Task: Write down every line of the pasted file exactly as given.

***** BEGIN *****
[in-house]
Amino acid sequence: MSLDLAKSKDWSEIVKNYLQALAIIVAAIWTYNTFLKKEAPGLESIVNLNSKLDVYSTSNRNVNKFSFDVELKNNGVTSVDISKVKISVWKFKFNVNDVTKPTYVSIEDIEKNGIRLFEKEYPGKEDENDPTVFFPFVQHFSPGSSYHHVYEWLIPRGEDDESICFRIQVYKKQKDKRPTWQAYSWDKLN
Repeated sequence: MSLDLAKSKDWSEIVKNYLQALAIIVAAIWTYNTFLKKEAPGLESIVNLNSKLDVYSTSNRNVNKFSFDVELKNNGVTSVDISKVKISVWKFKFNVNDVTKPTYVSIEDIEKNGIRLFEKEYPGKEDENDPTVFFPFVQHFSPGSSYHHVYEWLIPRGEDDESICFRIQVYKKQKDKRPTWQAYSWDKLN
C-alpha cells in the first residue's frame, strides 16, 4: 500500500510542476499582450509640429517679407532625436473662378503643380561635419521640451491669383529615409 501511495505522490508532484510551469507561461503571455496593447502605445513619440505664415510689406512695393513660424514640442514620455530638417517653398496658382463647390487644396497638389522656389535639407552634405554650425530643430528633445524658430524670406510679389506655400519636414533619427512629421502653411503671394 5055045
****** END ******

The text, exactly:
[in-house]
Amino acid sequence: MSLDLAKSKDWSEIVKNYLQALAIIVAAIWTYNTFLKKEAPGLESIVNLNSKLDVYSTSNRNVNKFSFDVELKNNGVTSVDISKVKISVWKFKFNVNDVTKPTYVSIEDIEKNGIRLFEKEYPGKEDENDPTVFFPFVQHFSPGSSYHHVYEWLIPRGEDDESICFRIQVYKKQKDKRPTWQAYSWDKLN
Repeated sequence: MSLDLAKSKDWSEIVKNYLQALAIIVAAIWTYNTFLKKEAPGLESIVNLNSKLDVYSTSNRNVNKFSFDVELKNNGVTSVDISKVKISVWKFKFNVNDVTKPTYVSIEDIEKNGIRLFEKEYPGKEDENDPTVFFPFVQHFSPGSSYHHVYEWLIPRGEDDESICFRIQVYKKQKDKRPTWQAYSWDKLN
C-alpha cells in the first residue's frame, strides 16, 4: 500500500510542476499582450509640429517679407532625436473662378503643380561635419521640451491669383529615409 501511495505522490508532484510551469507561461503571455496593447502605445513619440505664415510689406512695393513660424514640442514620455530638417517653398496658382463647390487644396497638389522656389535639407552634405554650425530643430528633445524658430524670406510679389506655400519636414533619427512629421502653411503671394 5055045